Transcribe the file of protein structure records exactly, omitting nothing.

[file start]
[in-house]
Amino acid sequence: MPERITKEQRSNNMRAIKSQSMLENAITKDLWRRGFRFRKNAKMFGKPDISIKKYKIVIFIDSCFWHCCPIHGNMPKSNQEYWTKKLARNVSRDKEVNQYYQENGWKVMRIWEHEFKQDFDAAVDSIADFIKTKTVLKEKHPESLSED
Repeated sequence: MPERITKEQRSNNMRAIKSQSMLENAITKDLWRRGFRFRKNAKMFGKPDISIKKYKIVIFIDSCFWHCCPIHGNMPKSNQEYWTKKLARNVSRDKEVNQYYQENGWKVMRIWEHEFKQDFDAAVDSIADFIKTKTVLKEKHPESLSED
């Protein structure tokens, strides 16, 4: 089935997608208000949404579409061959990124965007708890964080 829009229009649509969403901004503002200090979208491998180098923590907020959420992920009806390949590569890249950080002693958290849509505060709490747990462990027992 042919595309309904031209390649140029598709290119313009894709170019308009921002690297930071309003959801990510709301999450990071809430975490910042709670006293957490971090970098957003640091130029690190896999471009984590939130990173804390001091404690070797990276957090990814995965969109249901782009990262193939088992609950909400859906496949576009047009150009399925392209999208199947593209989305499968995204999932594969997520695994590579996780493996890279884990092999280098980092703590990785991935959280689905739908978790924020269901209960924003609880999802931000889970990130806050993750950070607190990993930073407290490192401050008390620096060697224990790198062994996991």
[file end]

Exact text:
[in-house]
Amino acid sequence: MPERITKEQRSNNMRAIKSQSMLENAITKDLWRRGFRFRKNAKMFGKPDISIKKYKIVIFIDSCFWHCCPIHGNMPKSNQEYWTKKLARNVSRDKEVNQYYQENGWKVMRIWEHEFKQDFDAAVDSIADFIKTKTVLKEKHPESLSED
Repeated sequence: MPERITKEQRSNNMRAIKSQSMLENAITKDLWRRGFRFRKNAKMFGKPDISIKKYKIVIFIDSCFWHCCPIHGNMPKSNQEYWTKKLARNVSRDKEVNQYYQENGWKVMRIWEHEFKQDFDAAVDSIADFIKTKTVLKEKHPESLSED
């Protein structure tokens, strides 16, 4: 089935997608208000949404579409061959990124965007708890964080 829009229009649509969403901004503002200090979208491998180098923590907020959420992920009806390949590569890249950080002693958290849509505060709490747990462990027992 042919595309309904031209390649140029598709290119313009894709170019308009921002690297930071309003959801990510709301999450990071809430975490910042709670006293957490971090970098957003640091130029690190896999471009984590939130990173804390001091404690070797990276957090990814995965969109249901782009990262193939088992609950909400859906496949576009047009150009399925392209999208199947593209989305499968995204999932594969997520695994590579996780493996890279884990092999280098980092703590990785991935959280689905739908978790924020269901209960924003609880999802931000889970990130806050993750950070607190990993930073407290490192401050008390620096060697224990790198062994996991």